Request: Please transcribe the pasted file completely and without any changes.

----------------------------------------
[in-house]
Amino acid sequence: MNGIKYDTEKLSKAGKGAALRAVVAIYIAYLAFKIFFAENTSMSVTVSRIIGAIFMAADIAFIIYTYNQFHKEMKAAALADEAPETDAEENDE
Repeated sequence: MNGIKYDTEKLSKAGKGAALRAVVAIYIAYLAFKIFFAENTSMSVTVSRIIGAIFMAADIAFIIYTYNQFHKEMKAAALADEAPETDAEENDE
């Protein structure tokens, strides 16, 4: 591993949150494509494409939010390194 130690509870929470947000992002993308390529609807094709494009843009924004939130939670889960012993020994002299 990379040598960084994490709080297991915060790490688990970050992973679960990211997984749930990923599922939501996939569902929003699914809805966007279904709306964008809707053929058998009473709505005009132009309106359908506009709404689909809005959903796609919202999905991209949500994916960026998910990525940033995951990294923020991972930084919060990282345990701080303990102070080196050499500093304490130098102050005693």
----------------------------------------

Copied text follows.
[in-house]
Amino acid sequence: MNGIKYDTEKLSKAGKGAALRAVVAIYIAYLAFKIFFAENTSMSVTVSRIIGAIFMAADIAFIIYTYNQFHKEMKAAALADEAPETDAEENDE
Repeated sequence: MNGIKYDTEKLSKAGKGAALRAVVAIYIAYLAFKIFFAENTSMSVTVSRIIGAIFMAADIAFIIYTYNQFHKEMKAAALADEAPETDAEENDE
């Protein structure tokens, strides 16, 4: 591993949150494509494409939010390194 130690509870929470947000992002993308390529609807094709494009843009924004939130939670889960012993020994002299 990379040598960084994490709080297991915060790490688990970050992973679960990211997984749930990923599922939501996939569902929003699914809805966007279904709306964008809707053929058998009473709505005009132009309106359908506009709404689909809005959903796609919202999905991209949500994916960026998910990525940033995951990294923020991972930084919060990282345990701080303990102070080196050499500093304490130098102050005693």